belong. Any Soviet reaction is therefore a reaction against American imperialism
and aggression. Also, US claims are not justified because eastern Europe did
become communist and nothing bad happened to US’s capitalist world.
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* (My argument) Group 3: Defend the Objective explanation of the Cold War and
critique the Orthodox and Revisionist explanations
o Objective view places the blame on no one. They argue that no single state US
or Soviet Union is entirely at fault for the Cold War. They are 2 international
powers emerging, with little international experience, suddenly becoming
superpowers of the entire world and they both had insecurities
Soviets had a reason to be so defensive (in light of loosing 27 million
people in WWII). They needed that expansive mindset as a buffer so that
they appeared strong and not weak.
US appropriately saw the Soviet actions as aggressive and threatening
and did not want to be passive and watch it all happen. This makes sense
coming off the heels of where the US just was in World War II,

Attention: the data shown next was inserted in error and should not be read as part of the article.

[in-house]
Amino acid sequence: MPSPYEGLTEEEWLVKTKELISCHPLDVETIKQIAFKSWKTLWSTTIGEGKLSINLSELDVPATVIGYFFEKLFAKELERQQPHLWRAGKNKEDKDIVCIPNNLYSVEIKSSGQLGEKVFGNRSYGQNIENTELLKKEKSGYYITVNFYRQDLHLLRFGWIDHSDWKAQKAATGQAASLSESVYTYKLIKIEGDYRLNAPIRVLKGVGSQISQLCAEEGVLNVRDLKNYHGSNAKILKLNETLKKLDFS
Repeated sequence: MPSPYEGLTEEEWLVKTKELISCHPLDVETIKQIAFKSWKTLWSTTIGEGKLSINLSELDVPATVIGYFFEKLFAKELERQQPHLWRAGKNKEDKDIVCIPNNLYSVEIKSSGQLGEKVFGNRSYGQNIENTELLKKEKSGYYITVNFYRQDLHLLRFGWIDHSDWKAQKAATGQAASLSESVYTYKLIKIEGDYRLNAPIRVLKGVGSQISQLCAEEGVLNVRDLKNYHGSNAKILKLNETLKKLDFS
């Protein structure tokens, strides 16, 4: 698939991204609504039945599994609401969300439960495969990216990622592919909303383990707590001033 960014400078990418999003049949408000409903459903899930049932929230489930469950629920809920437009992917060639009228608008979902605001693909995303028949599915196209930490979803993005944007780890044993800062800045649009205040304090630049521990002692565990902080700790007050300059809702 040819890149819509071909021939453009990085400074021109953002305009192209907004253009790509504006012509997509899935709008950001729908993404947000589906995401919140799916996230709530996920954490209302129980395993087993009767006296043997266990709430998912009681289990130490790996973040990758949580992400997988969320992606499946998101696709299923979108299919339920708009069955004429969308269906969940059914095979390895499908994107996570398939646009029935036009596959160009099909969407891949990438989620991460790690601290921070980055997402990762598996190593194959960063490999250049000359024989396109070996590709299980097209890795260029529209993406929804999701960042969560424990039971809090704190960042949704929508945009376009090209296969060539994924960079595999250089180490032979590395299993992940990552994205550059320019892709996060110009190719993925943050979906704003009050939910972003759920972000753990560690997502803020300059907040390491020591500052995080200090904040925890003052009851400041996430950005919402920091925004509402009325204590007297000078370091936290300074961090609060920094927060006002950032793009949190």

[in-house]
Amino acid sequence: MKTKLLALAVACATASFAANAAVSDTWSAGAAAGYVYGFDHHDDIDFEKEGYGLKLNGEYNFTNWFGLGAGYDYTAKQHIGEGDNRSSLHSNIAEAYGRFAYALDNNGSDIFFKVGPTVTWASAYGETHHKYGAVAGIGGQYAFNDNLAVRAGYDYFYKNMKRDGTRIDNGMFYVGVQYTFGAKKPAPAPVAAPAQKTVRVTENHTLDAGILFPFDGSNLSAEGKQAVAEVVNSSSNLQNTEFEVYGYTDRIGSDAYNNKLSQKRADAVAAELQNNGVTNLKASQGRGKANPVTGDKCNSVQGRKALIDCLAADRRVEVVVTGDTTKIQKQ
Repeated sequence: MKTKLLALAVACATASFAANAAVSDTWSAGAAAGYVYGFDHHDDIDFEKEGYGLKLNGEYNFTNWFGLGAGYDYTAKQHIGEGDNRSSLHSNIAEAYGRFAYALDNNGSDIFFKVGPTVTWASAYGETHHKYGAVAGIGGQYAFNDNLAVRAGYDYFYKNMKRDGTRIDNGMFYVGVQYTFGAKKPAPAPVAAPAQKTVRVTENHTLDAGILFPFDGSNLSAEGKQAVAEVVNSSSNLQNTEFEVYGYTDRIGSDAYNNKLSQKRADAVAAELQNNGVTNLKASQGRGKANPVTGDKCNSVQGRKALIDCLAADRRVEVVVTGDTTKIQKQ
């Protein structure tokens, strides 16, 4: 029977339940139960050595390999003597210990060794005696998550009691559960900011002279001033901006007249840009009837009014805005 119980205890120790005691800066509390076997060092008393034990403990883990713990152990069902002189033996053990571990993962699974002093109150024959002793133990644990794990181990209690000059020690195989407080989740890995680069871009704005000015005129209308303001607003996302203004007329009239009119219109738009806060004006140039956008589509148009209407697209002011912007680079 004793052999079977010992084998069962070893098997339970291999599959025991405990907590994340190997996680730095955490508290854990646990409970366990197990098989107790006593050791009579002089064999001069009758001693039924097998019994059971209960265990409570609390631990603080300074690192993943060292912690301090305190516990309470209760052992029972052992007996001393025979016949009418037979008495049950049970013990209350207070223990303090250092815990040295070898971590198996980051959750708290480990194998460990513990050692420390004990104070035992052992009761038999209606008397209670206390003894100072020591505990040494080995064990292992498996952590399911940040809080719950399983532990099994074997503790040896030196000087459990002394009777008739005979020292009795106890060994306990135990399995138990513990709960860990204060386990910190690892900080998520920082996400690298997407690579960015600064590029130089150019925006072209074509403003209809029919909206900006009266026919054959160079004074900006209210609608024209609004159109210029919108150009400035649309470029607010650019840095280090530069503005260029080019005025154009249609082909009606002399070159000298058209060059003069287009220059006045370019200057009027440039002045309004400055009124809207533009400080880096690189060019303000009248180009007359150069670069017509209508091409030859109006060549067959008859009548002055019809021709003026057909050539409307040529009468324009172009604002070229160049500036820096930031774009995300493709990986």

attempting at appeasement, which did not work. So, the US felt that
containment was a justified policy and that pursuing a policy of
containment would be taking action, justifiable action, against the
looming Soviet threat.
So, while capitalism and communism strife does play a part, it really
comes second to the bipolar explanation
Reason: Orthodox and Revisionist views while having good
points are not totally comprehensive on how the Cold War
actually started.
Objective critique against Orthodox view:
o Soviet Union was not always “the bad guy (In WWII,
they sacrificed a lot and sided with the allies, the great
capitalist countries US, GB, and France)
o Also, the US was not always “the good guy” as Orthodox
argues. US did have spheres of influence in Latin
Objective critique against Revisionist view
o US was not always the bad guy (the US was not totally
tied to capitalism; did not do anything when trade was cut
off to Eastern Europe; it was more of an ideological
battle; only when communism is implemented is when
they start making moves containment, etc.)
Group 4: Make the case for the inevitability of the Cold War
o 3rd image:
Bipolar system aspect: said that the 2 great powers would inevitably come
into conflict and, even though for the first time there was an international
arbitrator (the UN), it was pretty much powerless to resist and did not
play a real role in this anarchical environment
o 2nd image:
The inevitable conflict between capitalist and communist ideology
The sphere of influence vs universalist doctrine
The security dilemma (US was making things look one way and the
Soviets made things look another way)
On the one hand, the Soviets are convinced that the US is aiming